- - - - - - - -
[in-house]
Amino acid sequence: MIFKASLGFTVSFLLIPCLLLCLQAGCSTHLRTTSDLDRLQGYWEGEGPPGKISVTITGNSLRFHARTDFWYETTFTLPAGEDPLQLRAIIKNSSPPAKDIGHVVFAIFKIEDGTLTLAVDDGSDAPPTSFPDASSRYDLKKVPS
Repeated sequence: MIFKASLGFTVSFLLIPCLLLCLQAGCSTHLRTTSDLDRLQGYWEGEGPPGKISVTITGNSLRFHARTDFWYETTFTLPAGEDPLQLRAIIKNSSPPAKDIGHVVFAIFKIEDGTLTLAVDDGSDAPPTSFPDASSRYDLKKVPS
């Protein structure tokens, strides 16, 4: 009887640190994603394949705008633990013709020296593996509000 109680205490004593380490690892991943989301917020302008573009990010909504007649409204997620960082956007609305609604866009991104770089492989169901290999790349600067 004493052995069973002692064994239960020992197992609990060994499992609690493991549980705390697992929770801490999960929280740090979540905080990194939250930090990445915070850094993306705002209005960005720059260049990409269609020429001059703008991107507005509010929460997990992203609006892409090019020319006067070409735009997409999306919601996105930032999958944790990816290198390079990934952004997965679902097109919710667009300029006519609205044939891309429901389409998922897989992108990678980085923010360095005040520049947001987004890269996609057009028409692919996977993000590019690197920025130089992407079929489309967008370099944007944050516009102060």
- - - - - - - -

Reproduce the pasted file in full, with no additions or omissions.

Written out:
[in-house]
Amino acid sequence: MIFKASLGFTVSFLLIPCLLLCLQAGCSTHLRTTSDLDRLQGYWEGEGPPGKISVTITGNSLRFHARTDFWYETTFTLPAGEDPLQLRAIIKNSSPPAKDIGHVVFAIFKIEDGTLTLAVDDGSDAPPTSFPDASSRYDLKKVPS
Repeated sequence: MIFKASLGFTVSFLLIPCLLLCLQAGCSTHLRTTSDLDRLQGYWEGEGPPGKISVTITGNSLRFHARTDFWYETTFTLPAGEDPLQLRAIIKNSSPPAKDIGHVVFAIFKIEDGTLTLAVDDGSDAPPTSFPDASSRYDLKKVPS
């Protein structure tokens, strides 16, 4: 009887640190994603394949705008633990013709020296593996509000 109680205490004593380490690892991943989301917020302008573009990010909504007649409204997620960082956007609305609604866009991104770089492989169901290999790349600067 004493052995069973002692064994239960020992197992609990060994499992609690493991549980705390697992929770801490999960929280740090979540905080990194939250930090990445915070850094993306705002209005960005720059260049990409269609020429001059703008991107507005509010929460997990992203609006892409090019020319006067070409735009997409999306919601996105930032999958944790990816290198390079990934952004997965679902097109919710667009300029006519609205044939891309429901389409998922897989992108990678980085923010360095005040520049947001987004890269996609057009028409692919996977993000590019690197920025130089992407079929489309967008370099944007944050516009102060």